I really thought I could get away with it. You know—taking all that I loved and observed about this animal—and making that into a book. Last week, after 13 months of persistent nibbling away at the text, it was finally down from 5,000 words of rambling observations to 400 words. Yesterday it reached 198 words. Oh, beautiful tight rhymes, bouncy images, joy!
But it was flat as a pancake—and not a good pancake, with native Missouri pecans or Michigan blueberries. It was more of a Bisquick pancake without even milk or a loving Papa to make it. I had failed with all my warm-hearted might.
I had strenuously avoided, only poetically hinted, at the central fact of this particular little animal’s life.
The ugly truth? This creature is snack food. Bite-sized for just about everything that roams its region. It is munched, crunched, and lunched on, left and right.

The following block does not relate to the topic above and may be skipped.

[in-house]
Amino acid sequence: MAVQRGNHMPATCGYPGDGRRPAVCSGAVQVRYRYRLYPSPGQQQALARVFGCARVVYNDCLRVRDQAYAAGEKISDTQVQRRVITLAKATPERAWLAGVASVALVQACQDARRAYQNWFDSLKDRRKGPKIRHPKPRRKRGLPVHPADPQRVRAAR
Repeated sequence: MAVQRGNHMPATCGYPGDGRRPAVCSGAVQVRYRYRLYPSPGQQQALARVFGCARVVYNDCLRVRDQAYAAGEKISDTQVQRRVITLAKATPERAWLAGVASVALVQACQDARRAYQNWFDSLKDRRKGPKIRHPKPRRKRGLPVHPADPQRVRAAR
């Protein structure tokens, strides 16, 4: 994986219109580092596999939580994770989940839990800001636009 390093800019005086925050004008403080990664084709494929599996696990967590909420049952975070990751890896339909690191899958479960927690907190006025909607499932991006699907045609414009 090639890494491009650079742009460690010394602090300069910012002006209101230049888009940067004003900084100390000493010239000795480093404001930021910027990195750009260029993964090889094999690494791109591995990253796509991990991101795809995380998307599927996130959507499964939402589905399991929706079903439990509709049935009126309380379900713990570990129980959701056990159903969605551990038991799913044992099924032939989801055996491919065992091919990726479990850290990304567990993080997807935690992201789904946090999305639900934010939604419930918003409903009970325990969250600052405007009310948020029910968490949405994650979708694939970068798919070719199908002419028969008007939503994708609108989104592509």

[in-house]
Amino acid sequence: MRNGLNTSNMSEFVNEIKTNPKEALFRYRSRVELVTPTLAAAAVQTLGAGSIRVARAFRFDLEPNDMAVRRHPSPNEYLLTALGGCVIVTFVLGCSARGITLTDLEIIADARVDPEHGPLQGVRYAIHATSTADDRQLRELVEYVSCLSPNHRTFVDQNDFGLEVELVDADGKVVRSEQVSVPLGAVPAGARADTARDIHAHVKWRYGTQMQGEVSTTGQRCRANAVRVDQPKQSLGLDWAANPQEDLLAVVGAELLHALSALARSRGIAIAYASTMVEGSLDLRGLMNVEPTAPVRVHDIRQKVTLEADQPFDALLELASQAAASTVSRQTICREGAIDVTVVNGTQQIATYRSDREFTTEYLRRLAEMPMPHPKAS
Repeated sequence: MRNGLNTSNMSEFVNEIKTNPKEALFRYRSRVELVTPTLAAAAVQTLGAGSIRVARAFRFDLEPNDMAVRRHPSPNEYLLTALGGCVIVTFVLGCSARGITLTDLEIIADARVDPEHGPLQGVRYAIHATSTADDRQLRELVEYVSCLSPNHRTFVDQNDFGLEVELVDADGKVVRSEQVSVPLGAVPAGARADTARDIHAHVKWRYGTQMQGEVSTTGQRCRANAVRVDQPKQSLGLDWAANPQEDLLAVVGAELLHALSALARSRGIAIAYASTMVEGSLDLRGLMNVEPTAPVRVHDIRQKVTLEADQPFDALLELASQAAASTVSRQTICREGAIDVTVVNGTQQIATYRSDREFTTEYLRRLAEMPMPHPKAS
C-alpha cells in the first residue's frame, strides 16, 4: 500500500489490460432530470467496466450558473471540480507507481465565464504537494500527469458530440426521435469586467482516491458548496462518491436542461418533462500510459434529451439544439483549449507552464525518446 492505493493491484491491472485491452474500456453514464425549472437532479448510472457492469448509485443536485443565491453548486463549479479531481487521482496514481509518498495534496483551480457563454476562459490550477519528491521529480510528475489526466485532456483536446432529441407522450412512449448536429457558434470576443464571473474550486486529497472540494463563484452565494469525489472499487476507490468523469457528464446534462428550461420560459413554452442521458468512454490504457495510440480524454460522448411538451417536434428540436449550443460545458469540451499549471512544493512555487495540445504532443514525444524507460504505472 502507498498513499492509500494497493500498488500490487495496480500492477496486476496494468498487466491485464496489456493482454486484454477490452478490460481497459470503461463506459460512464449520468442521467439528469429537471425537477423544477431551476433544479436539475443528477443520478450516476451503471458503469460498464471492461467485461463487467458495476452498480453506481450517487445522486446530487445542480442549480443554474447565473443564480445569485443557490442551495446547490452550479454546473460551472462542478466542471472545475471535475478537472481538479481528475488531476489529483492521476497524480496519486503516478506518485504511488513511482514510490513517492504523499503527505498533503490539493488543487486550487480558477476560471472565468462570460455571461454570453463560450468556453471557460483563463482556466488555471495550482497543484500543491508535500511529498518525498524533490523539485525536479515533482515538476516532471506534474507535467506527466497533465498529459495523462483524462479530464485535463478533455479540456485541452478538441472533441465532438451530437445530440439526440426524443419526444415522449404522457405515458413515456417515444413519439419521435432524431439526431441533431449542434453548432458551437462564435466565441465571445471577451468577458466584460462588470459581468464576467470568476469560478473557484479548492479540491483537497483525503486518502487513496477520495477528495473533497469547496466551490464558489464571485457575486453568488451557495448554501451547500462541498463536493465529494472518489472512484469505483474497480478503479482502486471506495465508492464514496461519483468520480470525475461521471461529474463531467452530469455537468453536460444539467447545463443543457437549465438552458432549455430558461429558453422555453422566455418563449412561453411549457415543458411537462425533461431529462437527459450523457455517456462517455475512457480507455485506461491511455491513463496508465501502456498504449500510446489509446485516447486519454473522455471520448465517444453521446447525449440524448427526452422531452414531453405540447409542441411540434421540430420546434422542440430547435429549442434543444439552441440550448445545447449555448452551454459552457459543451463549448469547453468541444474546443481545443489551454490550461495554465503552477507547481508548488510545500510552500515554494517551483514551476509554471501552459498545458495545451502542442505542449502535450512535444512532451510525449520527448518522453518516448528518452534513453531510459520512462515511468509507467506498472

Oh, endearing animal! I tried, for your sake. But for the manuscript’s sake, we’re going to have to incorporate TRAJECTORY. Yup, this celebration of cuteness has got to go somewhere. Drama. Suspense. Wait and worry. Curiosity. Completion. Narrative needs it.
It’s not going to be fun, little one. I apologize. But this is life. Okay, so maybe it is assembled life, but it is made to represent you in nature.
So sorry; hope you’re ready to dash.
Will yours be a fate similar to that of Arlene in Chris Raschka’s Arlene Sardine?
I hope not. But, sometimes, that is what the truth, even constructed narrative truth, demands.
[At least all the animals in my upcoming fiction, If You're Hoppy! (Greenwillow, Feb 22, 2011) get to hop, flap, and leap away in the end . . .]